The Spaniard has since changed his tune and returned to his dominant ways, producing 20.6 points, 12 rebounds and 4.3 assists per game in the month of January. In a fascinating twist of fate, the former New York Knicks head coach is taking his guys exactly where they need to go.
All but three Lakers (Bryant, Nash and Robert Sacre) have guaranteed contracts past this season, per Sham Sports, which means the majority of the players will be in the hunt for new deals this summer.
D’Antoni is actually helping them increase their value by feeding them minutes and a green light to shoot the ball. It’s an interesting development in comparison to what’s happening with the Milwaukee Bucks.
Established veteran Caron Butler is having an awful season by his standards, and O.J. Mayo has begun to question the identity of the team.
Charles F. Gardner of the Journal Sentinel relayed his thoughts: “You’ve got teams like Memphis, Chicago, physical, defensive-minded. Here we are at game 40, we don’t know what we are right now. It’s going to be hard to collect wins when you don’t know what to expect.”
On the flip side, guys who were relatively unknown (Wesley Johnson and Henry) are showing off their talent and thriving for the first time in their careers.
Still, criticism is still the flavor of the month as it pertains to D’Antoni because of the team’s record. Franchises and headmen are ultimately measured by wins and losses, and victories have been relatively minuscule.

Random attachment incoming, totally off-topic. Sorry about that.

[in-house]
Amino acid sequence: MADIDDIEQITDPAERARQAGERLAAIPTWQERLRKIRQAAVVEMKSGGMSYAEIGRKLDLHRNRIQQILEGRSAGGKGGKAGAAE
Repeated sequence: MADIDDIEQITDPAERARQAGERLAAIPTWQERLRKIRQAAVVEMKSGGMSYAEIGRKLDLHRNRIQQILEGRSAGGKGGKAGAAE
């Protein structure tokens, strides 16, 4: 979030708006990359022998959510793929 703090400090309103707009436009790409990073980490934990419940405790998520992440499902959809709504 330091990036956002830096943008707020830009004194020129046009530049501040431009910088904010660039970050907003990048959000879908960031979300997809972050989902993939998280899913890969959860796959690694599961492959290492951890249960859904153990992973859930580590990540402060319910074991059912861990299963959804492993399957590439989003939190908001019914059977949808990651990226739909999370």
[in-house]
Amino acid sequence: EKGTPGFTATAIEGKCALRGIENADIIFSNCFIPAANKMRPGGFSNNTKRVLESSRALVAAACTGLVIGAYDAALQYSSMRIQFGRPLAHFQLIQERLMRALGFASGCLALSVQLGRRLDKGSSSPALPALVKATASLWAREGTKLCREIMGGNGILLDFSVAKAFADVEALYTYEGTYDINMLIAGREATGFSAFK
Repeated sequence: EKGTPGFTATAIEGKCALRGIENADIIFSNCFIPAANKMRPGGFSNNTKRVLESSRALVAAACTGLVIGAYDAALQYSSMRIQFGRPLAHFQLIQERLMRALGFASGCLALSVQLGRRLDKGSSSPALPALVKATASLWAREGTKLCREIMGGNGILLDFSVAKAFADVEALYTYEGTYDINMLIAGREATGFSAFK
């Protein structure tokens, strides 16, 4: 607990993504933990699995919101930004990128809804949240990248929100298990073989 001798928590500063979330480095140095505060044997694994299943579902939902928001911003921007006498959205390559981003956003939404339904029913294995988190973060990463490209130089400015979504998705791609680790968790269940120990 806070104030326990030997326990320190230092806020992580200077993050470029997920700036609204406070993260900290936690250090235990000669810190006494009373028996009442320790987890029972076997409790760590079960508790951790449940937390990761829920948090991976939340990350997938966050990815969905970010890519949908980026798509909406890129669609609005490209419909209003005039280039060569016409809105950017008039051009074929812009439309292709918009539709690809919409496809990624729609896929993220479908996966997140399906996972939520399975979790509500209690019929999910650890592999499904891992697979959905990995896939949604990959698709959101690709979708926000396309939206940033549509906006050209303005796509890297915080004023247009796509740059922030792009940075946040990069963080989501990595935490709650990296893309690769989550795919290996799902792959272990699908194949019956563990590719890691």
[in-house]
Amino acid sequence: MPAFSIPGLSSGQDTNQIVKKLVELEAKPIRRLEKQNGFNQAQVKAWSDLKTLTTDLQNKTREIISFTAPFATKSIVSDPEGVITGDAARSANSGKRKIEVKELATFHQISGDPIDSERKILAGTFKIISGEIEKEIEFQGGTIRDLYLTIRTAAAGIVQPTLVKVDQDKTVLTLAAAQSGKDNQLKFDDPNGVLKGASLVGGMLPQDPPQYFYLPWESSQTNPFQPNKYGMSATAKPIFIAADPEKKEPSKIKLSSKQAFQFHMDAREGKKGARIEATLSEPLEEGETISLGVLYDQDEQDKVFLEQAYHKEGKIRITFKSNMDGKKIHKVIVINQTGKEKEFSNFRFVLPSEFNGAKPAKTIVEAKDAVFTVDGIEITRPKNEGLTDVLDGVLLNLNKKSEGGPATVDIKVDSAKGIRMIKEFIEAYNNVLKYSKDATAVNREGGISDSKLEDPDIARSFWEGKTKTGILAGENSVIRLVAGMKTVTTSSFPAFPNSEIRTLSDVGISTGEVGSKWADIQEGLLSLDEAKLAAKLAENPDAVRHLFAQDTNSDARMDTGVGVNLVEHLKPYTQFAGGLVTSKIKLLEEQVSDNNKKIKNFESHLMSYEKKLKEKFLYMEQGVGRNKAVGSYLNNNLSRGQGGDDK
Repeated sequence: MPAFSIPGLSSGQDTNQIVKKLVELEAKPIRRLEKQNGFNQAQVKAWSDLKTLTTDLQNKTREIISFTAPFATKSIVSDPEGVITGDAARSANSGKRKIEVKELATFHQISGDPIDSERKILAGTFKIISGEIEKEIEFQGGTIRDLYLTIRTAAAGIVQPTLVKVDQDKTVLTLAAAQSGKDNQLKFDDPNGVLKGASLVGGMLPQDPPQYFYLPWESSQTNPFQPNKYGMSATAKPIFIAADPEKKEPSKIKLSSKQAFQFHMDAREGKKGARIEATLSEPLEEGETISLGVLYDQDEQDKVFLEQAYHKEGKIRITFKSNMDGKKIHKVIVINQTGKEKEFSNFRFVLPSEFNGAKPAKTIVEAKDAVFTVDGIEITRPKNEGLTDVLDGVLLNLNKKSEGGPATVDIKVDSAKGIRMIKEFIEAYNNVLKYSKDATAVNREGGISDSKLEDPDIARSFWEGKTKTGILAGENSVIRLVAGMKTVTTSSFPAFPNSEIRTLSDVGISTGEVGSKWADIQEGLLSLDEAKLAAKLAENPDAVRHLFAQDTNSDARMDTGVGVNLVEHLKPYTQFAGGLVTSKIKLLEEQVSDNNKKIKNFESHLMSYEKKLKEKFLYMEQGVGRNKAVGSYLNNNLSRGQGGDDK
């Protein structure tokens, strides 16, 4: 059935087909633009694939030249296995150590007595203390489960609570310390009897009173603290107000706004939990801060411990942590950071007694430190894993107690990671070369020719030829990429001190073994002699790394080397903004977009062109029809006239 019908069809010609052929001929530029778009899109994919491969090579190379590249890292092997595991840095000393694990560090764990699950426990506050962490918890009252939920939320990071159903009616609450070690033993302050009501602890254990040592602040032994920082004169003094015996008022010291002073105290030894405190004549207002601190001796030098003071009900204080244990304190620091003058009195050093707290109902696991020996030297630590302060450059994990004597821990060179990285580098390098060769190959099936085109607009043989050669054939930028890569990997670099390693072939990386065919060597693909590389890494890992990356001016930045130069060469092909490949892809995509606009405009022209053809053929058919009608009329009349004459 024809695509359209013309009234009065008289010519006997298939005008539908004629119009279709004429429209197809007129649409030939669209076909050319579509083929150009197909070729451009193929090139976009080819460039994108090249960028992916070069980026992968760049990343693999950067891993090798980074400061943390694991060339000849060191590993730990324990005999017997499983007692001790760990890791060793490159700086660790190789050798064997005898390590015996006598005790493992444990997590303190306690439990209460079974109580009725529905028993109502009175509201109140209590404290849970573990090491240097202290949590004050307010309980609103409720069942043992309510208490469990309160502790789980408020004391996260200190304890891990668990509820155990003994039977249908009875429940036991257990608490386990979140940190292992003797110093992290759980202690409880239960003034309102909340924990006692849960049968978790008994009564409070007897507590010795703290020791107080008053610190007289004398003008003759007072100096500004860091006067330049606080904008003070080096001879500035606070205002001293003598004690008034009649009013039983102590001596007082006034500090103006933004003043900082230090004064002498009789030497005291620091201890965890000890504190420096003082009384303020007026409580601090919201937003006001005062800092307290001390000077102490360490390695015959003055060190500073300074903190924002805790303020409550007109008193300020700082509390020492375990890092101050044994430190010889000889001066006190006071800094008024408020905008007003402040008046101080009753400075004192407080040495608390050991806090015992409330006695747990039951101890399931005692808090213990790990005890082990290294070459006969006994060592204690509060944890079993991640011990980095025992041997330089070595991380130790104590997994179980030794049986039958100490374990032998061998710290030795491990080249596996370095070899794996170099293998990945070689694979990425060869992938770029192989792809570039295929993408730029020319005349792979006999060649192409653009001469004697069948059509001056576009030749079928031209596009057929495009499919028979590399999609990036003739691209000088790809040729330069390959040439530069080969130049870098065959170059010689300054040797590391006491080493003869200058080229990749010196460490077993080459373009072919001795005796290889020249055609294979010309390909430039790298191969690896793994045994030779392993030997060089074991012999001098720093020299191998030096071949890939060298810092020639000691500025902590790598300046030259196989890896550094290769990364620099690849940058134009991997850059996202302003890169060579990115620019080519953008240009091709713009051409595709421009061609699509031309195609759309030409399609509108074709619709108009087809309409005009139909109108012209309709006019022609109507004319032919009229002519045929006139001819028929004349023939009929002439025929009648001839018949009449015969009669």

It prompted Gasol to lash out and question the Lakers’ place in the league. Dave McMenamin of ESPN Los Angeles has the juicy details:
‘We are who we are right now,’ Pau Gasol said after the Lakers’ 114-105 loss to the Orlando Magic on Friday. ‘Some nights are better than others but, bottom line, when you lose against the worst teams in the league, you got to ask yourself why and, kind of, what does that make you?’
The guy Jim Buss picked simply has not gotten it done on this end. In the interest of fairness, though, there is a question we must ponder: Would the great Phil Jackson do better with this cast of characters?
Skepticism just showed up at the door.
D’Antoni has essentially led the Lakers to the best production possible. Moreover, the team has looked fairly interesting (it keeps appearing on national television!) and remained mostly positive in the face of what is a disastrous year by the high standards of the organization.
Nick Young said it best to Bleacher Report’s Kevin Ding: “‘It’s on you if you want to get embarrassed,’ Young said afterward. ‘I take pride in this Laker uniform.’”
Instead of blaming each other for the misfortunes of the team, the Lakers have looked for ways to improve and get back to winning. In all honesty, the odds of Los Angeles actually getting better are incredibly small given the lack of availability of its best players.
Nash’s return has become a story of hope, while Bryant’s health is up in the air as well. He is scheduled to be re-evaluated within the next week, which could signal a triumphant return. Then again, Bryant might still remain sidelined with a fracture to the lateral tibial plateau in his left knee.
Through it all, the Lakers will continue to show up and play competitive basketball. That’s a testament to the man steering the ship.
All statistical figures provided accurate as of January 26, 2014.